Residential school survivor shares story at Witness Blanket opening
The Witness Blanket exhibition, an art installation created by master carver Carey Newman, documents the impact of residential schools through objects reclaimed from the residential schools, band offices, communities, churches, government and other traditional and cultural structures from across Canada.
The stories the items tell were the focus at the opening August 22 at the Neil John Maclean Health Sciences Library of a large scale reproduction of The Witness Blanket created by Newman and the Canadian Museum for Human Rights.
Keynote speaker Ann Thomas Callahan RN, BA, MA, Wapiskisiw Piyésís Iskwéw (White Birdwoman), a residential school survivor and retired nurse, shared her life’s story.
Born in 1935, Callahan spent 14 years in residential school. Callahan recounted her experience, highlighting the poor living conditions, lack of nourishment, disease, death and physical and sexual abuse that occurred in these institutions. It is estimated that 150,000 Indigenous people from across Canada were forced to attend residential schools.
She said that before her son passed away, he urged her to tell her story.
“He said, ‘Mum, I want you to keep on going. You go talk to the young people. Maybe you’ll make a difference in their life.’”
After graduating from the Birtle Indian Residential School, Callahan enrolled in the Winnipeg General Hospital’s three-year nursing program. In 1958, she was one of the first Indigenous nurses to graduate from the program and spent nearly 40 years in the nursing field before retiring. Throughout her career she was a strong advocate for Indigenous patients.
At the opening, Dr. Brian Postl, dean, Rady Faculty of Health Sciences, addressed the crowd, pointing to progress such as the admittance of 15 Indigenous students into the Max Rady College of Medicine this fall, the highest to date for a University of Manitoba medicine class, and the creation of an anti-racism position within the faculty.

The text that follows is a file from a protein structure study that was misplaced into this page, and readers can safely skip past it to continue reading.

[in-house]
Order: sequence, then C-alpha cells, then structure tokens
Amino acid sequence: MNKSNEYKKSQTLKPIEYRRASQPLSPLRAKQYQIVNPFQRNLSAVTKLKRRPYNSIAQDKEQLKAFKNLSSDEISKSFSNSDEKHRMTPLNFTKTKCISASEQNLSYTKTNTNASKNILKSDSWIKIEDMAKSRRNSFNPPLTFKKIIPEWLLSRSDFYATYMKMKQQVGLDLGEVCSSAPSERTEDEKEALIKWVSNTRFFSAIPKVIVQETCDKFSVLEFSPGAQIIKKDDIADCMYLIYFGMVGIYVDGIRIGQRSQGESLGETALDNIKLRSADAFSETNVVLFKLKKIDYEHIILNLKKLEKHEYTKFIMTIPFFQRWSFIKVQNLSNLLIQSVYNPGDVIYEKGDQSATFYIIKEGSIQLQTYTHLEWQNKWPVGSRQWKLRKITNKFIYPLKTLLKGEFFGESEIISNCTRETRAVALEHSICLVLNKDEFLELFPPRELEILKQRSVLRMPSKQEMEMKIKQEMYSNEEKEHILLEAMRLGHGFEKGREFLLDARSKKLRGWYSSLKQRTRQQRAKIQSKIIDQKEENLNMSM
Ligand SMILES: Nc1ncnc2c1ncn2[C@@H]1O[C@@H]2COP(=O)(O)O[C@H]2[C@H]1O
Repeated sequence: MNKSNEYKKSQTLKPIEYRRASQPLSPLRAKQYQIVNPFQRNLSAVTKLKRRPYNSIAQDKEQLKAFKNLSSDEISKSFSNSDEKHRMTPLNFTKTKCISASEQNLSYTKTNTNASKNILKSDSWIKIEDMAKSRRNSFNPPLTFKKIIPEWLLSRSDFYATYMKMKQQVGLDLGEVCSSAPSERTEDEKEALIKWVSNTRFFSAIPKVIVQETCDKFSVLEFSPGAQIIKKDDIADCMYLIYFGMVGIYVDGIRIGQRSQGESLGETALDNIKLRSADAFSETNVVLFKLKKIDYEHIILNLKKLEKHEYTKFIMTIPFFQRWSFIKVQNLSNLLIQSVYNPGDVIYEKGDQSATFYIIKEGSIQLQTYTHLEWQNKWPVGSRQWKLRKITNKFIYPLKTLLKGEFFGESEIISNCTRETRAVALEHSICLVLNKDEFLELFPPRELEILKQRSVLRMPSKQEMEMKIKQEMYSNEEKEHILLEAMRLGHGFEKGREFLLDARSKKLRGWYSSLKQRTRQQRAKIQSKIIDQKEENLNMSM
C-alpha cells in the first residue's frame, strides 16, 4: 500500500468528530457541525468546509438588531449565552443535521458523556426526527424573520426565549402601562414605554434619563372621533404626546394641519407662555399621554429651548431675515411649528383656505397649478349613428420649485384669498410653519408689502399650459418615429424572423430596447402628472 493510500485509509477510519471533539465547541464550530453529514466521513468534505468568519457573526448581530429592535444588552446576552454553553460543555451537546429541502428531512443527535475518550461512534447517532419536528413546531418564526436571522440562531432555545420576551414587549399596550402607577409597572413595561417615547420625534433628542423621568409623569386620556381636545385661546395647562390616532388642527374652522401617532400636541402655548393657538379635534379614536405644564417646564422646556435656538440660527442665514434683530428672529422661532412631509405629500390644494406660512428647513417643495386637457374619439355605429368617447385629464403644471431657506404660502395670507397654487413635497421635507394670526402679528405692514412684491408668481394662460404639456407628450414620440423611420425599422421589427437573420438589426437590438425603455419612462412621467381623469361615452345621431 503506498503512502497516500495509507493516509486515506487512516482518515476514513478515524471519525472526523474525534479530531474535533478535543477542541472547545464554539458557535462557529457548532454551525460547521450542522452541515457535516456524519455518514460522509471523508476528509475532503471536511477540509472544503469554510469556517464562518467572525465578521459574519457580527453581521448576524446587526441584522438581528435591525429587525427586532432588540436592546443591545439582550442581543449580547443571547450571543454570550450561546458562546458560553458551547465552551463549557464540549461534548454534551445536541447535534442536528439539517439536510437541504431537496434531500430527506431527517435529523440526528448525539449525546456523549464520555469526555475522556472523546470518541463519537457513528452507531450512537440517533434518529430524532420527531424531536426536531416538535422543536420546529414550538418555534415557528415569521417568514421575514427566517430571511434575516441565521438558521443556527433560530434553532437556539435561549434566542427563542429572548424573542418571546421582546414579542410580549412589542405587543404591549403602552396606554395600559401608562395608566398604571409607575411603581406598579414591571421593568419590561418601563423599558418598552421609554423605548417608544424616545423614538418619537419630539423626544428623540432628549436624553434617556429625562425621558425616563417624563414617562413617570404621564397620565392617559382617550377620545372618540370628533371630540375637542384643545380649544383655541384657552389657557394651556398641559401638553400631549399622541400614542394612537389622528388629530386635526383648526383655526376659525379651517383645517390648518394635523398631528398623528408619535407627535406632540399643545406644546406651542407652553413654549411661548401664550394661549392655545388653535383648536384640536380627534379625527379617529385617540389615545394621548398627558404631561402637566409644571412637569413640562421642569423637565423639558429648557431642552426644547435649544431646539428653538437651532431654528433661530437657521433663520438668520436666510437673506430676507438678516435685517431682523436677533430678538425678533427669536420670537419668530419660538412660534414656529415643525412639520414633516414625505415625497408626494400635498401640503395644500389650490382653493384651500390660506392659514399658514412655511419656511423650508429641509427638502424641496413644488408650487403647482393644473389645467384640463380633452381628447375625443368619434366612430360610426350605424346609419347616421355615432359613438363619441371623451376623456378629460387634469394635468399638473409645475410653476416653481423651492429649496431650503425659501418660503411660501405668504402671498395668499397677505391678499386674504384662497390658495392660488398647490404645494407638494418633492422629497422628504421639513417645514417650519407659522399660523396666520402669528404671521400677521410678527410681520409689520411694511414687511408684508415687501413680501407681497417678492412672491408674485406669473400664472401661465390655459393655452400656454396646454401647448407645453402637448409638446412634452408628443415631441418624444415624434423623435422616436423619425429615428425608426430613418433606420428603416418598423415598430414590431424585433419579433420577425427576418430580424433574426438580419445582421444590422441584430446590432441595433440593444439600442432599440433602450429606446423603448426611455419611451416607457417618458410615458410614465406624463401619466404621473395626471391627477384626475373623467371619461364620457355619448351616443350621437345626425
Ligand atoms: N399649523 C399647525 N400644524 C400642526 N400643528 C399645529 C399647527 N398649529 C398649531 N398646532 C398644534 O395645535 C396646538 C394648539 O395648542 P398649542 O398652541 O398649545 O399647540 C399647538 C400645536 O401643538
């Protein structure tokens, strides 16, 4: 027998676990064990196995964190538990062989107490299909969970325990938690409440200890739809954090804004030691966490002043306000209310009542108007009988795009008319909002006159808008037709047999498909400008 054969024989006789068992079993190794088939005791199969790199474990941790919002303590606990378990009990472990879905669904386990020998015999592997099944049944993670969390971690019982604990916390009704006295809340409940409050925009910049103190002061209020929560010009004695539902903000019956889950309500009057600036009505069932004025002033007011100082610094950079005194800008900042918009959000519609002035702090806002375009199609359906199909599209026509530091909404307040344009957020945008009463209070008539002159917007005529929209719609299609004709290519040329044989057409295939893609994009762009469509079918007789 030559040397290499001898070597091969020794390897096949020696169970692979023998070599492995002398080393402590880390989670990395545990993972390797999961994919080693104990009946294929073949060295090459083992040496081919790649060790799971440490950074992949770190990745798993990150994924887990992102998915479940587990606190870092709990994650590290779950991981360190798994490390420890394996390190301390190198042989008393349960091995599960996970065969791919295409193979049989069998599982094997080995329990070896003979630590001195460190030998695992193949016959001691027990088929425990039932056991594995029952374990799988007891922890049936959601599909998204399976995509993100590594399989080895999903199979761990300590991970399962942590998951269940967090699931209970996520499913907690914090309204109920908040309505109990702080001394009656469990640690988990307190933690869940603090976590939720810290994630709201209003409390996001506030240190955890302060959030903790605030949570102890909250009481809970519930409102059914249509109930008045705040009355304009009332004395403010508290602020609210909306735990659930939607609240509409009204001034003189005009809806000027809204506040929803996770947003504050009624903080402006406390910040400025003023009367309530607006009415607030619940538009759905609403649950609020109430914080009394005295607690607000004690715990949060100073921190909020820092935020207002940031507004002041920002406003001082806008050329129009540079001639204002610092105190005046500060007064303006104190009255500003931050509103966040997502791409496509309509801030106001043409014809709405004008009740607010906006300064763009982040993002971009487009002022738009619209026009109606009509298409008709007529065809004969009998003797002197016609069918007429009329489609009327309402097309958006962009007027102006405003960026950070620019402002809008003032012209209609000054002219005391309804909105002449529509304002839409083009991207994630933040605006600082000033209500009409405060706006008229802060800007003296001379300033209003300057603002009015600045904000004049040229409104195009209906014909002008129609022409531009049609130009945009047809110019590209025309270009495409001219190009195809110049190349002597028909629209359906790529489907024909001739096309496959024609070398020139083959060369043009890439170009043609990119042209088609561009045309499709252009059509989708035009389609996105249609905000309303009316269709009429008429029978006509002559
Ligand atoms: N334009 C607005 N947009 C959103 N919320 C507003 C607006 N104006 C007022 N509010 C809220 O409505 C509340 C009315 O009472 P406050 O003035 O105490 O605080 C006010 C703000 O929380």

“This exhibit can serve as a reminder of how we have to keep going,” Dr. Postl said.
Dr. Catherine Cook, vice-dean, Indigenous Health at the Rady Faculty of Health Sciences, encouraged people to come and view the exhibit.
“I wanted to bring it here on campus to share those children’s stories and continue on our path as a faculty and university towards reconciliation,” Cook said.
This exhibition is an opportunity for University of Manitoba students, staff, faculty and community visitors to the Bannatyne Campus to reflect upon the stories of the people affected by residential schools and the impact of the residential schools on survivors, their families, future generations and communities.
Pointing to the future, Callahan said to look for the positives – young Indigenous people are increasingly getting education and taking part in cultural ceremonies.
She directly addressed young people in the crowd going into a health profession.
“Make sure your client or patient understands your mission. Sometimes our people don’t want to ask, maybe they think you’re too busy, or they don’t want to show that they don’t have education. I say, if we afforded Brian Sinclair that dignity, he’d still be with us,” said Callahan.
In closing, she imparted the following: “I wish you well, you young people. The world is waiting for you.”
The Witness Blanket @ Bannatyne exhibition will be open to the public and school groups from August 22 to October 31, 2019. Hours: Monday to Friday from 8:00 am – 5:00 pm.
Neil John Maclean Health Sciences Library (300 level), 727 McDermot Avenue
For more information on group visits, contact:
Janice Linton, Indigenous Health Liaison Librarian, Neil John Maclean Health Sciences Library